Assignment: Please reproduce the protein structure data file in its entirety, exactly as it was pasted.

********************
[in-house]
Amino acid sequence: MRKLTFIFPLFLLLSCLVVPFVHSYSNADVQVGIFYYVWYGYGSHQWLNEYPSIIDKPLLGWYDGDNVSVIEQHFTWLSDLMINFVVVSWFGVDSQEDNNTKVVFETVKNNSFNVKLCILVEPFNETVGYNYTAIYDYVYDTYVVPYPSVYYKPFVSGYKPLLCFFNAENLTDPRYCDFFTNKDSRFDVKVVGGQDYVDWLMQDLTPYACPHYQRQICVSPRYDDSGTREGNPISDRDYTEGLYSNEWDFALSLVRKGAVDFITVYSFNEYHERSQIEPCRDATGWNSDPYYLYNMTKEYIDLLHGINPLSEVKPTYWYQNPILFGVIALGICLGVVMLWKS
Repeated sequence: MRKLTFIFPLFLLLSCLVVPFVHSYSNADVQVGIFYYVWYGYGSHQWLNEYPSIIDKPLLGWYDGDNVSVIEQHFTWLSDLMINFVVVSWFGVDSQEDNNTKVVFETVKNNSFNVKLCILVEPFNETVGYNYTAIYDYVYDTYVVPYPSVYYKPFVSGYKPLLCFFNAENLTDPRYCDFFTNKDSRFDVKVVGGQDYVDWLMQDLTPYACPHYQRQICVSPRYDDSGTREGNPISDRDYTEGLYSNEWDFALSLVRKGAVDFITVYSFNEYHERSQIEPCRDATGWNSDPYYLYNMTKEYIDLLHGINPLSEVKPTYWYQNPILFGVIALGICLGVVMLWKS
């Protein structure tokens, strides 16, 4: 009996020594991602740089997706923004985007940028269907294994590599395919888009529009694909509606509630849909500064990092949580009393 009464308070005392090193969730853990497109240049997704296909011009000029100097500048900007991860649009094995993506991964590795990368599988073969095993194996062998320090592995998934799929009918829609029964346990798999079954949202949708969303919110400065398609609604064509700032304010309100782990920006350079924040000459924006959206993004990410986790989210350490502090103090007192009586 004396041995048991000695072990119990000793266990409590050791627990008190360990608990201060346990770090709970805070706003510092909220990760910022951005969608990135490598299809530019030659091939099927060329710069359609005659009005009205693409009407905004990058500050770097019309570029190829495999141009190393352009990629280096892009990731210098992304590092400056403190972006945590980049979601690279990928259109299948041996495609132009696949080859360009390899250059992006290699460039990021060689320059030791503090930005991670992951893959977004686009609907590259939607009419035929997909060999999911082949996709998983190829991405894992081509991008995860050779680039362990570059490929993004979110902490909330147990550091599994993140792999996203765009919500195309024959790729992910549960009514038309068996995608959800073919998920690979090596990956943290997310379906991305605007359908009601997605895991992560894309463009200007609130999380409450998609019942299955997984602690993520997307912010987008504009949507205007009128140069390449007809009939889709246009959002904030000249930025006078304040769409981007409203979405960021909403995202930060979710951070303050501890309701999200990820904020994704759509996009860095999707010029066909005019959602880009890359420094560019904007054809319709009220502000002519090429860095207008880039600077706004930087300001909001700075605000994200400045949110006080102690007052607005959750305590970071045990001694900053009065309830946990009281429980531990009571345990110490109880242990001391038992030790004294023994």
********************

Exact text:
[in-house]
Amino acid sequence: MRKLTFIFPLFLLLSCLVVPFVHSYSNADVQVGIFYYVWYGYGSHQWLNEYPSIIDKPLLGWYDGDNVSVIEQHFTWLSDLMINFVVVSWFGVDSQEDNNTKVVFETVKNNSFNVKLCILVEPFNETVGYNYTAIYDYVYDTYVVPYPSVYYKPFVSGYKPLLCFFNAENLTDPRYCDFFTNKDSRFDVKVVGGQDYVDWLMQDLTPYACPHYQRQICVSPRYDDSGTREGNPISDRDYTEGLYSNEWDFALSLVRKGAVDFITVYSFNEYHERSQIEPCRDATGWNSDPYYLYNMTKEYIDLLHGINPLSEVKPTYWYQNPILFGVIALGICLGVVMLWKS
Repeated sequence: MRKLTFIFPLFLLLSCLVVPFVHSYSNADVQVGIFYYVWYGYGSHQWLNEYPSIIDKPLLGWYDGDNVSVIEQHFTWLSDLMINFVVVSWFGVDSQEDNNTKVVFETVKNNSFNVKLCILVEPFNETVGYNYTAIYDYVYDTYVVPYPSVYYKPFVSGYKPLLCFFNAENLTDPRYCDFFTNKDSRFDVKVVGGQDYVDWLMQDLTPYACPHYQRQICVSPRYDDSGTREGNPISDRDYTEGLYSNEWDFALSLVRKGAVDFITVYSFNEYHERSQIEPCRDATGWNSDPYYLYNMTKEYIDLLHGINPLSEVKPTYWYQNPILFGVIALGICLGVVMLWKS
């Protein structure tokens, strides 16, 4: 009996020594991602740089997706923004985007940028269907294994590599395919888009529009694909509606509630849909500064990092949580009393 009464308070005392090193969730853990497109240049997704296909011009000029100097500048900007991860649009094995993506991964590795990368599988073969095993194996062998320090592995998934799929009918829609029964346990798999079954949202949708969303919110400065398609609604064509700032304010309100782990920006350079924040000459924006959206993004990410986790989210350490502090103090007192009586 004396041995048991000695072990119990000793266990409590050791627990008190360990608990201060346990770090709970805070706003510092909220990760910022951005969608990135490598299809530019030659091939099927060329710069359609005659009005009205693409009407905004990058500050770097019309570029190829495999141009190393352009990629280096892009990731210098992304590092400056403190972006945590980049979601690279990928259109299948041996495609132009696949080859360009390899250059992006290699460039990021060689320059030791503090930005991670992951893959977004686009609907590259939607009419035929997909060999999911082949996709998983190829991405894992081509991008995860050779680039362990570059490929993004979110902490909330147990550091599994993140792999996203765009919500195309024959790729992910549960009514038309068996995608959800073919998920690979090596990956943290997310379906991305605007359908009601997605895991992560894309463009200007609130999380409450998609019942299955997984602690993520997307912010987008504009949507205007009128140069390449007809009939889709246009959002904030000249930025006078304040769409981007409203979405960021909403995202930060979710951070303050501890309701999200990820904020994704759509996009860095999707010029066909005019959602880009890359420094560019904007054809319709009220502000002519090429860095207008880039600077706004930087300001909001700075605000994200400045949110006080102690007052607005959750305590970071045990001694900053009065309830946990009281429980531990009571345990110490109880242990001391038992030790004294023994």